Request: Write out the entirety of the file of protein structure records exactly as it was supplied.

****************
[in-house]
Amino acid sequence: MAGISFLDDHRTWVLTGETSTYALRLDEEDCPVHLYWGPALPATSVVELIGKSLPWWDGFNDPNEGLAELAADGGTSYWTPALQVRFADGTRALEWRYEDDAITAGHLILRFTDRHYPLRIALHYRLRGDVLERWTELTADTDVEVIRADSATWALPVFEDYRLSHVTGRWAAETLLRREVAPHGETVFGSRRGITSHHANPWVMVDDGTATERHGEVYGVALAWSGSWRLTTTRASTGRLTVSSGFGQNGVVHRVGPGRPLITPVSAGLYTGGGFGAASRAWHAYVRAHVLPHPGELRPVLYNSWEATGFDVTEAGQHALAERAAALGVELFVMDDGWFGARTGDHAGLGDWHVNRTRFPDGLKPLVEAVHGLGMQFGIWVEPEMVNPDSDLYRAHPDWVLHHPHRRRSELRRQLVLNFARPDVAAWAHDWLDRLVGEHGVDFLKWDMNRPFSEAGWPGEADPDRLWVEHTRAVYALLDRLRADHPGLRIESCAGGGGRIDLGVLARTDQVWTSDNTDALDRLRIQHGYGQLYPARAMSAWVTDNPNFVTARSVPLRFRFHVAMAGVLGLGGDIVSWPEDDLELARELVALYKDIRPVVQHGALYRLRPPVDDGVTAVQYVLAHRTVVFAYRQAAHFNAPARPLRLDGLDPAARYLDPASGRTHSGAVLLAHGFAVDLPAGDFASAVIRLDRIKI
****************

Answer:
[in-house]
Amino acid sequence: MAGISFLDDHRTWVLTGETSTYALRLDEEDCPVHLYWGPALPATSVVELIGKSLPWWDGFNDPNEGLAELAADGGTSYWTPALQVRFADGTRALEWRYEDDAITAGHLILRFTDRHYPLRIALHYRLRGDVLERWTELTADTDVEVIRADSATWALPVFEDYRLSHVTGRWAAETLLRREVAPHGETVFGSRRGITSHHANPWVMVDDGTATERHGEVYGVALAWSGSWRLTTTRASTGRLTVSSGFGQNGVVHRVGPGRPLITPVSAGLYTGGGFGAASRAWHAYVRAHVLPHPGELRPVLYNSWEATGFDVTEAGQHALAERAAALGVELFVMDDGWFGARTGDHAGLGDWHVNRTRFPDGLKPLVEAVHGLGMQFGIWVEPEMVNPDSDLYRAHPDWVLHHPHRRRSELRRQLVLNFARPDVAAWAHDWLDRLVGEHGVDFLKWDMNRPFSEAGWPGEADPDRLWVEHTRAVYALLDRLRADHPGLRIESCAGGGGRIDLGVLARTDQVWTSDNTDALDRLRIQHGYGQLYPARAMSAWVTDNPNFVTARSVPLRFRFHVAMAGVLGLGGDIVSWPEDDLELARELVALYKDIRPVVQHGALYRLRPPVDDGVTAVQYVLAHRTVVFAYRQAAHFNAPARPLRLDGLDPAARYLDPASGRTHSGAVLLAHGFAVDLPAGDFASAVIRLDRIKI